From Iceland — Making Little Guys Accessible In A Small Country

Making Little Guys Accessible In A Small Country

Published February 8, 2010

Kino Klúbbur’s Rebecca Moran has a mission

Making Little Guys Accessible In A Small Country
Haukur S. Magnússon
Photo by
Julia Staples

Kino Klúbbur’s Rebecca Moran has a mission

Icelanders like to brag about per capita records. Most published books in the world, most coffee consumed, highest suicide rates, rah rah rah… Icelanders probably watch more movies per capita than most nations out there, too, but they still have a surprisingly limited film culture. Our movie theatres mainly like to screen regurgitated Hollywood pap (you’ll often find the same Rob Schneider abortion screening simultaneously at four of Reykjavík’s six theatres SIMULTANEOUSLY), and there is not one specialized cinéphile theatre operating.
Still, there is hope, and it is embodied in the likes of artist/filmmaking enthusiast Rebecca Moran, who screens obscure gems and lesser-known masterpieces at the nomadic Kino Klúbbur film club every two weeks. Since 2009, Rebecca has been introducing Reykjavík’s denizens to documentaries, animated films, personal narrative and experimental films, her only motive: “To make these little guys accessible, because they are the ones that give film a fresh voice.”

“It’s technically called a microcinema,” she says of Kino Klúbbur, “which is basically a showcase for small gauge filmmakers who operate similar to a one-man band. They are THE makers of the film, from concept, to shooting and editing. The films are created with a limited budget, occasionally a small crew, and generally shot on either Super 8, 16mm, or video.
It’s miles away from industry and nearly impossible for an individual to get their hands or eyes on this type of film. Mostly because they are often distributed by the filmmakers themselves or specific companies (Canyon Cinema or Light Cone to name a few). That’s where Kino Klúbbur comes in…”

Have you run similar clubs before?
I spent a lot of time in the experimental film department during my studies at the Art Institute of Chicago, and have been immersed in that scene since the late nineties. After moving to Holland, I was invited to program monthly screenings at WORM, an experimental venue for film and music in Rotterdam. Then I moved to Iceland, followed by a few years of silence until I finally rolled up my sleeves and created Kino Klúbbur.

You’ve been showing at Bakkus pretty regularly this winter, but you’ve also been known to screen in different venues. Is there a preferred Reykjavík venue where you like to screen films, or do they each have an atmosphere and culture?
Kino Klúbbur prefers to remain homeless, and benefit from the different atmosphere of each location, not to mention the varying mailing lists. Bakkus is the perfect space for screening documentaries and films with a beer in hand, not to mention a great projection setup and proper sound. Most recently added is the Reykjavik Art Museum, who generously offered their screening room during the hip late night Thursdays. It is ideal for films that need a bit more concentration to delve in deep and sip a coffee in between. My all time favourite venue on this entire island is the Volcano Museum. A Red painted building, an intimate screening room, and loads of 16mm wisdom. Kino Klúbbur hopes to incorporate it off hours in the upcoming summer months.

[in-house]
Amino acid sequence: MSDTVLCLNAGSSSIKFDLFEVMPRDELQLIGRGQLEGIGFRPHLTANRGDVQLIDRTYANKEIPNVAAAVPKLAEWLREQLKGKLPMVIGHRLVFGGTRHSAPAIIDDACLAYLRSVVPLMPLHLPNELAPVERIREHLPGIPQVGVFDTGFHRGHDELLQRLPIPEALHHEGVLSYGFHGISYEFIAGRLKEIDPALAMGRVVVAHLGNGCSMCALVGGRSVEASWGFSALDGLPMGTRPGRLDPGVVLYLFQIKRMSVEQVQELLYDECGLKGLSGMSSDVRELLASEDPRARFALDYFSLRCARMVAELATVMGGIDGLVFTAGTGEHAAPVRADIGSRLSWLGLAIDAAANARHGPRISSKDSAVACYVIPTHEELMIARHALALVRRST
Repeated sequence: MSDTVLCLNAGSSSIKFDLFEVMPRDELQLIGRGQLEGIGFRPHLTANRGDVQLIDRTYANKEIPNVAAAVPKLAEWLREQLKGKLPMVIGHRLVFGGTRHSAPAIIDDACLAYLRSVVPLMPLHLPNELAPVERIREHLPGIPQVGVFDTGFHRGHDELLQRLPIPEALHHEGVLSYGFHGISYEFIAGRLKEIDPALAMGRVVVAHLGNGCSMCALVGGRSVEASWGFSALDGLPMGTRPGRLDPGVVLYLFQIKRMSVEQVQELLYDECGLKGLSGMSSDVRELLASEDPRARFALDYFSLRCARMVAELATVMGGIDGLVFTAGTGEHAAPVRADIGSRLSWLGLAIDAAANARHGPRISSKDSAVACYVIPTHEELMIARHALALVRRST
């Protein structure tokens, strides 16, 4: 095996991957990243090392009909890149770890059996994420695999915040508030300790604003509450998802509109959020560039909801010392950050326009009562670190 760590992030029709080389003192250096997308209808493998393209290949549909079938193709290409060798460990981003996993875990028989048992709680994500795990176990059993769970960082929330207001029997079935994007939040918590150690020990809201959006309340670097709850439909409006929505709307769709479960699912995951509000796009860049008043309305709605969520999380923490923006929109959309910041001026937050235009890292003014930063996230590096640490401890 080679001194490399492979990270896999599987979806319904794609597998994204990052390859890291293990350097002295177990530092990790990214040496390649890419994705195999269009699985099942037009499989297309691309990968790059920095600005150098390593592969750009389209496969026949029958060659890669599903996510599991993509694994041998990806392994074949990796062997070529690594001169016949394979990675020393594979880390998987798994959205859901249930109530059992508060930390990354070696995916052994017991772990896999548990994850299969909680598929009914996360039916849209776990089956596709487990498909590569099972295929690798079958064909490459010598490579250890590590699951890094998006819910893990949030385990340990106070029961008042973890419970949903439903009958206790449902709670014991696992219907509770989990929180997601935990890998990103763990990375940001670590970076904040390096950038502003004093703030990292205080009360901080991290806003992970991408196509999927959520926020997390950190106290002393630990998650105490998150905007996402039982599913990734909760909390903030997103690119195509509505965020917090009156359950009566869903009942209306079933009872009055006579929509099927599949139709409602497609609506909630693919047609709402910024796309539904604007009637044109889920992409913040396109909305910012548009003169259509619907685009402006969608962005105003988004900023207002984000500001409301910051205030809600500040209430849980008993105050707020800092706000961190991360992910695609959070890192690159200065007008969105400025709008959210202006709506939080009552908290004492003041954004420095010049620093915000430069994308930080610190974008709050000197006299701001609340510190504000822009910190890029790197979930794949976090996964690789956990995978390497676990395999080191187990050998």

Is there a running theme or thread in what’s been on offer at KK, or is it just an assortment of good stuff?
I sat down one day, picked out a few of my favourite filmmakers that I’ve encountered in the last ten years, and sent out emails. So the connecting thread at the moment is my own nomadic history, and sheer luck in meeting many quirky filmmakers along the way. Over the years, they have all won some type of award, or screened in notable venues and museums, but Kino Klúbbur loves them for the fact they never gave up at honing their craft.

What do you think of the local film culture? Where does it stand in comparison to other places you know?
It’s an impressively busy and productive film industry here. I have always held complete respect for Icelandic film, and the perseverance of local filmmakers. Kino Klúbbur hopes to entertain and inspire the local scene with another perspective, another way of doing things.

What does the future hold for Kínó Klúbbur? What are some of your plans for the next year or so?
Kino Klúbbur plans to forge ahead with monthly screenings.  In addition, to introduce film workshops in the realm of “image-making”. That is basic 16mm film techniques; shooting, editing, hand processing and manipulations of the film itself. Simultaneously providing a venue for the works created. So far, the workshop has generated a lot of interest, and a few dedicated filmmaker friends are helping out to make it a reality… but it’s a long road ahead to allocate the funding.  What could be better in a recession, filmmakers getting their hands right down in it, and coming up with unique reels of film? It is the essence of what Kino Klúbbur is all about.

We’re pretty much lacking an underground/alt. cinema, aren’t we? I mean, Regnboginn could be so great if they were run and organised a little bit differently…
Honestly, I blame Hollywood film for spreading so much disease and so far. Except when one is really in the mood for 3d or brain-dead entertainment, which happens too. Besides that, Green Light is doing a fine job to bring in the bigger budget independent films. I tip my cowboy hat off to them.

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